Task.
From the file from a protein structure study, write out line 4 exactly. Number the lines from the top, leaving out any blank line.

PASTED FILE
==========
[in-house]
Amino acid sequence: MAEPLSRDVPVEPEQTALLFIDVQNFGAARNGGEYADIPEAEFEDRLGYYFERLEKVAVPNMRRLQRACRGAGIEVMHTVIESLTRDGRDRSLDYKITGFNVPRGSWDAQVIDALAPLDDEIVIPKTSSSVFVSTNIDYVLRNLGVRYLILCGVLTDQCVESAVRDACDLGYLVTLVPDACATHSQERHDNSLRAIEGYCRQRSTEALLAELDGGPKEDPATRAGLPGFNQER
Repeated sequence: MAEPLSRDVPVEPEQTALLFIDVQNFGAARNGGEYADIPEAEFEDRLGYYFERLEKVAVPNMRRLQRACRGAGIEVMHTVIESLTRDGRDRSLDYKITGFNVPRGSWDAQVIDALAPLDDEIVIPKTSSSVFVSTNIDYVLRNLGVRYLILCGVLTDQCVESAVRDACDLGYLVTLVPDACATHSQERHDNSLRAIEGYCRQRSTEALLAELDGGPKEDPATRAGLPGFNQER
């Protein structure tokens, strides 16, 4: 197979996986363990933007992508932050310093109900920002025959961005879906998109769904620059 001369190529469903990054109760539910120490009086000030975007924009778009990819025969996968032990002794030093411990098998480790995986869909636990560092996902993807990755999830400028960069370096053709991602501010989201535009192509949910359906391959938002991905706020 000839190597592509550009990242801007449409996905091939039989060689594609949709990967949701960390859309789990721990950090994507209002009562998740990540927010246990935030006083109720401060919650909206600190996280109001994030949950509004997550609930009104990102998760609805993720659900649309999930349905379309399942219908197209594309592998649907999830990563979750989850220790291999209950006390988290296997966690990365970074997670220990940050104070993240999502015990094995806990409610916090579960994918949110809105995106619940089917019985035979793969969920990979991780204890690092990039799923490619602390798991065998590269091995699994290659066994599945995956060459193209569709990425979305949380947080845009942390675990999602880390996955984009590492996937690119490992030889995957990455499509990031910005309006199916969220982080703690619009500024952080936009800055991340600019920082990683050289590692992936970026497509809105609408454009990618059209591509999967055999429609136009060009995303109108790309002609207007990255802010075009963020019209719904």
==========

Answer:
């Protein structure tokens, strides 16, 4: 197979996986363990933007992508932050310093109900920002025959961005879906998109769904620059 001369190529469903990054109760539910120490009086000030975007924009778009990819025969996968032990002794030093411990098998480790995986869909636990560092996902993807990755999830400028960069370096053709991602501010989201535009192509949910359906391959938002991905706020 000839190597592509550009990242801007449409996905091939039989060689594609949709990967949701960390859309789990721990950090994507209002009562998740990540927010246990935030006083109720401060919650909206600190996280109001994030949950509004997550609930009104990102998760609805993720659900649309999930349905379309399942219908197209594309592998649907999830990563979750989850220790291999209950006390988290296997966690990365970074997670220990940050104070993240999502015990094995806990409610916090579960994918949110809105995106619940089917019985035979793969969920990979991780204890690092990039799923490619602390798991065998590269091995699994290659066994599945995956060459193209569709990425979305949380947080845009942390675990999602880390996955984009590492996937690119490992030889995957990455499509990031910005309006199916969220982080703690619009500024952080936009800055991340600019920082990683050289590692992936970026497509809105609408454009990618059209591509999967055999429609136009060009995303109108790309002609207007990255802010075009963020019209719904």